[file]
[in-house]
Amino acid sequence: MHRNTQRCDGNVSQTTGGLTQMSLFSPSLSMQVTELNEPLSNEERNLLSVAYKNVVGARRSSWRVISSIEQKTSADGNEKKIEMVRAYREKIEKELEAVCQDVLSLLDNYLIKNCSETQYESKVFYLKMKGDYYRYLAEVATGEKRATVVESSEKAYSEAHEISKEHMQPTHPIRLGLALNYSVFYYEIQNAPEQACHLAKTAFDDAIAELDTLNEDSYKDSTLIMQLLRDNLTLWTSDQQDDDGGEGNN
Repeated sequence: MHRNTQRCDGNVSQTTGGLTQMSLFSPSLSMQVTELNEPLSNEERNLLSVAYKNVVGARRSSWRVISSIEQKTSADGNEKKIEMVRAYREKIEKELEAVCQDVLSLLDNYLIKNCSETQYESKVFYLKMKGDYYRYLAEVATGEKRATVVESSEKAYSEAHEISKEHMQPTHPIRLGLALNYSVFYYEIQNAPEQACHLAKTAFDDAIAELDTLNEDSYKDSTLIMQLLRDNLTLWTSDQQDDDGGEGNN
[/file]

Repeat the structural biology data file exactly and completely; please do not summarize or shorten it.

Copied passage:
[in-house]
Amino acid sequence: MHRNTQRCDGNVSQTTGGLTQMSLFSPSLSMQVTELNEPLSNEERNLLSVAYKNVVGARRSSWRVISSIEQKTSADGNEKKIEMVRAYREKIEKELEAVCQDVLSLLDNYLIKNCSETQYESKVFYLKMKGDYYRYLAEVATGEKRATVVESSEKAYSEAHEISKEHMQPTHPIRLGLALNYSVFYYEIQNAPEQACHLAKTAFDDAIAELDTLNEDSYKDSTLIMQLLRDNLTLWTSDQQDDDGGEGNN
Repeated sequence: MHRNTQRCDGNVSQTTGGLTQMSLFSPSLSMQVTELNEPLSNEERNLLSVAYKNVVGARRSSWRVISSIEQKTSADGNEKKIEMVRAYREKIEKELEAVCQDVLSLLDNYLIKNCSETQYESKVFYLKMKGDYYRYLAEVATGEKRATVVESSEKAYSEAHEISKEHMQPTHPIRLGLALNYSVFYYEIQNAPEQACHLAKTAFDDAIAELDTLNEDSYKDSTLIMQLLRDNLTLWTSDQQDDDGGEGNN